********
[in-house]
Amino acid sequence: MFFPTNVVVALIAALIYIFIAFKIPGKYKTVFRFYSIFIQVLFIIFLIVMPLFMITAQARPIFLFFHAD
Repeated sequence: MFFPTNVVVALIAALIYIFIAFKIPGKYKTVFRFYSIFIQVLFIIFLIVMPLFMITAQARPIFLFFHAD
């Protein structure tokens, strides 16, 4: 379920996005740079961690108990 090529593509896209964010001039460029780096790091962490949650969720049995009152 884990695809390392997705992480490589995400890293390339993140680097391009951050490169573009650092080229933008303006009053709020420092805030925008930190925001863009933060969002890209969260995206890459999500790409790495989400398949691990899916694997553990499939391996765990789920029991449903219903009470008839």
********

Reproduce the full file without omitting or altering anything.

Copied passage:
[in-house]
Amino acid sequence: MFFPTNVVVALIAALIYIFIAFKIPGKYKTVFRFYSIFIQVLFIIFLIVMPLFMITAQARPIFLFFHAD
Repeated sequence: MFFPTNVVVALIAALIYIFIAFKIPGKYKTVFRFYSIFIQVLFIIFLIVMPLFMITAQARPIFLFFHAD
């Protein structure tokens, strides 16, 4: 379920996005740079961690108990 090529593509896209964010001039460029780096790091962490949650969720049995009152 884990695809390392997705992480490589995400890293390339993140680097391009951050490169573009650092080229933008303006009053709020420092805030925008930190925001863009933060969002890209969260995206890459999500790409790495989400398949691990899916694997553990499939391996765990789920029991449903219903009470008839």